When individuals in New York are interviewed, hired or terminated at a workplace, they believe that these employment decisions are based on their qualifications, experiences and work performance. However, in some unfortunate situations, employees can experience employment decisions that are not based on their qualities but rather characteristic traits that are protected by civil rights laws. Workplace discrimination could happen at any phase of employment, and it is important for employees to note that this is not legal and remedies are available to them.
As a previous post noted, female workers in New York and other states unfortunately experience pregnancy discrimination. This type of discrimination is a form of gender discrimination, and if it persists in the workplace, it presents problems in the work environment and gives an injured employee the opportunity to file a cause of action for damages experienced.
Finding out you are pregnant is typically an exciting and joyous time for individuals in New York and elsewhere. Sharing this news with close family members is a thrilling event; however, sharing the news with an employer and co-workers could result in mixed emotions.
While employees in New York are supposed to feel safe and comfortable in their work environment, this unfortunately is not always the case. Employees are afforded certain rights, but sometimes these rights could be violated. One such occurrence in a hostile workplace is employment discrimination.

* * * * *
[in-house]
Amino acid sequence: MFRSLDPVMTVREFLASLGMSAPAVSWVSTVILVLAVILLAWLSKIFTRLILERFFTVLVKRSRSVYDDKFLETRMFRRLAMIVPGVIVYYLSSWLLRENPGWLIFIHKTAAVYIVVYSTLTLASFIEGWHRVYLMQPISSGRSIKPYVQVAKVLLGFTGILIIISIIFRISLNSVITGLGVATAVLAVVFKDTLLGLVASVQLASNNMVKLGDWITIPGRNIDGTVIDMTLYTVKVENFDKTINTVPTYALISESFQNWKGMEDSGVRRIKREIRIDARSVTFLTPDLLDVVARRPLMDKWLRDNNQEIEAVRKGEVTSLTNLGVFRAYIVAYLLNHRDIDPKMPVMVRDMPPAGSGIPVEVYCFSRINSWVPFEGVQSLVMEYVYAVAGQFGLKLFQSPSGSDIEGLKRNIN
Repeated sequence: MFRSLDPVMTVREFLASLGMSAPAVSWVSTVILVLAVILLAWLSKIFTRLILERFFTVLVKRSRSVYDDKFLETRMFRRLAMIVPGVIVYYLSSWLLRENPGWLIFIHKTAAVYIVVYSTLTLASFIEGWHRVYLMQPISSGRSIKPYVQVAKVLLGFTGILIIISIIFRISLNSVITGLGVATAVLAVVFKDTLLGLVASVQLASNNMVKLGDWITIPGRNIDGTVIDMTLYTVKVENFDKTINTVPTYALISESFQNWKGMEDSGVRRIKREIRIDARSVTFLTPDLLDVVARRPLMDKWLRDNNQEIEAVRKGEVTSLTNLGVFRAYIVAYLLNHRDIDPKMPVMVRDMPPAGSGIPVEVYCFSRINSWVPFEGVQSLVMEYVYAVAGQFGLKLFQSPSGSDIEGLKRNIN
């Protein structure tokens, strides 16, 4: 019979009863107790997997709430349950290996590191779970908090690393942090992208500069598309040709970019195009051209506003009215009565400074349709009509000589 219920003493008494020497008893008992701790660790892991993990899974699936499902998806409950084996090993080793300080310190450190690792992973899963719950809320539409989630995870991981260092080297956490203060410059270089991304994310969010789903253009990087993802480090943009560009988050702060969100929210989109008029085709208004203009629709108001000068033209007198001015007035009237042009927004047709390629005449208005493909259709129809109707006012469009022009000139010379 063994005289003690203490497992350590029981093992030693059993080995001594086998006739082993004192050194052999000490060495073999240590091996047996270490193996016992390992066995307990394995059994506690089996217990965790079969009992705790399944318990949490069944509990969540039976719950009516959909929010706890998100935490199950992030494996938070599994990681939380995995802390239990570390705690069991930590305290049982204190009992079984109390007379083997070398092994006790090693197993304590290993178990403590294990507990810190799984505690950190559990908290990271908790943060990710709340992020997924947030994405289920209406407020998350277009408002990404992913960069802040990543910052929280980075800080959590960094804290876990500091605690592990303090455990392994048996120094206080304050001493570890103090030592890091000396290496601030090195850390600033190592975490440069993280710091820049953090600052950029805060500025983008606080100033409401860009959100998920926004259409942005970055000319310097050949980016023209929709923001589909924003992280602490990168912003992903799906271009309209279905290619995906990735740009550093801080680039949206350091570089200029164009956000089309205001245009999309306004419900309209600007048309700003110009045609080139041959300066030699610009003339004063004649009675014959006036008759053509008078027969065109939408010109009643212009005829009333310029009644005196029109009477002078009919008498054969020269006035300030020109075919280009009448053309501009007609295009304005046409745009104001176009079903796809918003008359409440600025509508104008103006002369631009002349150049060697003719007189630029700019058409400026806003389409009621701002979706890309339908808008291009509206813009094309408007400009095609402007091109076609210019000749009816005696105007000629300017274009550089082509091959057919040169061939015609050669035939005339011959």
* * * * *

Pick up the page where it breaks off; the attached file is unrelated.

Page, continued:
Residents of New York, whether they work in a factory, at a construction site or in an office, deserve to be treated fairly in the workplace. The law recognizes this and makes it illegal for employers to discriminate against a worker based on that worker's race or color. However, there is a difference between discrimination based on a person's race and discrimination based on a person's color.
Part of what makes New York so special is the diversity of its population. Most of the time, people of different religions in New York are able to work together respectfully and without incident. However, there are times when religious discrimination in the workplace allegedly occurs.
On January 18, 2017, it was announced that the United States Department of Labor filed a suit against Oracle America Inc, a unit of Oracle Corp. claiming that the company unlawfully and systematically paid white male employees higher rates over their non-white co-workers and favored Asian applicants when seeking new employment.
Last year, reality television star and former Olympic champion Bruce Jenner made his transformation official to a transwoman, changing his name to Caitlyn Jenner. Her transformation shed an international spotlight on the plight and rights of transgender individuals in the United States and throughout the world. As Americans, politicians and the courts on local, state and federal levels adapt new policies to protect the rights of transgender people, employers throughout the world are also working to include transgender employees.
Over the last few years, we have seen gay rights gather much traction, including the right for gay couples to legally marry throughout the United States. At the same time, however, we have also seen many instances of violence against minorities, to the extent that a group, Black Lives Matters, formed to address the various issues of discrimination against the black population. And, with turmoil in the Middle East and the constant threat of terrorist attacks in the United States, there have been multiple issues of violence and threats against the Muslim population in the U.S.